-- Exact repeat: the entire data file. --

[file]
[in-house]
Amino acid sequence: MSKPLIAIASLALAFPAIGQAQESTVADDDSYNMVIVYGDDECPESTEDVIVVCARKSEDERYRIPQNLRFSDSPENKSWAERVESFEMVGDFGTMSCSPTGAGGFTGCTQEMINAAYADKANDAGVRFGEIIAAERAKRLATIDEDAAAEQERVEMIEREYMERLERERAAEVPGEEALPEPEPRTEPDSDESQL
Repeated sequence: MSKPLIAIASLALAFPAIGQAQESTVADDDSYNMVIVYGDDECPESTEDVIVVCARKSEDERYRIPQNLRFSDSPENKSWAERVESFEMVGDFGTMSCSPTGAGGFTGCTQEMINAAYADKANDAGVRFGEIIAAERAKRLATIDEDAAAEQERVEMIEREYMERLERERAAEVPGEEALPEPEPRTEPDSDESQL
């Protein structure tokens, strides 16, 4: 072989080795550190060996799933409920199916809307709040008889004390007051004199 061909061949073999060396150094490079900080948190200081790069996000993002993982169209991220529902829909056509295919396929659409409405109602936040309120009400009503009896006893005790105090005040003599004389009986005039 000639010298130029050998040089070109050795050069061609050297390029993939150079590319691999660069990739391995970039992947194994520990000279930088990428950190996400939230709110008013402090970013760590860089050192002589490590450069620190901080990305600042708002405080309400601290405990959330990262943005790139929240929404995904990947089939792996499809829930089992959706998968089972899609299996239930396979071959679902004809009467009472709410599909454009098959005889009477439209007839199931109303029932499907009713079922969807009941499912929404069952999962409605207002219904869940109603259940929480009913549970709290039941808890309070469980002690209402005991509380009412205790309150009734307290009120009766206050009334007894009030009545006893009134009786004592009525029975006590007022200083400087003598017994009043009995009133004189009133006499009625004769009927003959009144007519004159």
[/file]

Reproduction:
[in-house]
Amino acid sequence: MSKPLIAIASLALAFPAIGQAQESTVADDDSYNMVIVYGDDECPESTEDVIVVCARKSEDERYRIPQNLRFSDSPENKSWAERVESFEMVGDFGTMSCSPTGAGGFTGCTQEMINAAYADKANDAGVRFGEIIAAERAKRLATIDEDAAAEQERVEMIEREYMERLERERAAEVPGEEALPEPEPRTEPDSDESQL
Repeated sequence: MSKPLIAIASLALAFPAIGQAQESTVADDDSYNMVIVYGDDECPESTEDVIVVCARKSEDERYRIPQNLRFSDSPENKSWAERVESFEMVGDFGTMSCSPTGAGGFTGCTQEMINAAYADKANDAGVRFGEIIAAERAKRLATIDEDAAAEQERVEMIEREYMERLERERAAEVPGEEALPEPEPRTEPDSDESQL
């Protein structure tokens, strides 16, 4: 072989080795550190060996799933409920199916809307709040008889004390007051004199 061909061949073999060396150094490079900080948190200081790069996000993002993982169209991220529902829909056509295919396929659409409405109602936040309120009400009503009896006893005790105090005040003599004389009986005039 000639010298130029050998040089070109050795050069061609050297390029993939150079590319691999660069990739391995970039992947194994520990000279930088990428950190996400939230709110008013402090970013760590860089050192002589490590450069620190901080990305600042708002405080309400601290405990959330990262943005790139929240929404995904990947089939792996499809829930089992959706998968089972899609299996239930396979071959679902004809009467009472709410599909454009098959005889009477439209007839199931109303029932499907009713079922969807009941499912929404069952999962409605207002219904869940109603259940929480009913549970709290039941808890309070469980002690209402005991509380009412205790309150009734307290009120009766206050009334007894009030009545006893009134009786004592009525029975006590007022200083400087003598017994009043009995009133004189009133006499009625004769009927003959009144007519004159």